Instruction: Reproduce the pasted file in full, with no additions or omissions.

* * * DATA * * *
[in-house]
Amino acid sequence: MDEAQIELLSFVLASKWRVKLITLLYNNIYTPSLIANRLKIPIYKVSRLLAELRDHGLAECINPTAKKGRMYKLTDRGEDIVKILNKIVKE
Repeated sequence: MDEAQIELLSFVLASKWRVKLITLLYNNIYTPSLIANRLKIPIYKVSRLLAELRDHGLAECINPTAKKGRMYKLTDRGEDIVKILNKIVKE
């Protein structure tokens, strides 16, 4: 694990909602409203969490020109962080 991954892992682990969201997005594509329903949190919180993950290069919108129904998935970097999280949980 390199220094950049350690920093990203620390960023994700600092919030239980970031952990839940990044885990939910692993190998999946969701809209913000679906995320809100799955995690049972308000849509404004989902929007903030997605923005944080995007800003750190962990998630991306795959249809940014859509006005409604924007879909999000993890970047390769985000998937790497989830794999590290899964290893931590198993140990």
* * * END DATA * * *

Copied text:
[in-house]
Amino acid sequence: MDEAQIELLSFVLASKWRVKLITLLYNNIYTPSLIANRLKIPIYKVSRLLAELRDHGLAECINPTAKKGRMYKLTDRGEDIVKILNKIVKE
Repeated sequence: MDEAQIELLSFVLASKWRVKLITLLYNNIYTPSLIANRLKIPIYKVSRLLAELRDHGLAECINPTAKKGRMYKLTDRGEDIVKILNKIVKE
């Protein structure tokens, strides 16, 4: 694990909602409203969490020109962080 991954892992682990969201997005594509329903949190919180993950290069919108129904998935970097999280949980 390199220094950049350690920093990203620390960023994700600092919030239980970031952990839940990044885990939910692993190998999946969701809209913000679906995320809100799955995690049972308000849509404004989902929007903030997605923005944080995007800003750190962990998630991306795959249809940014859509006005409604924007879909999000993890970047390769985000998937790497989830794999590290899964290893931590198993140990």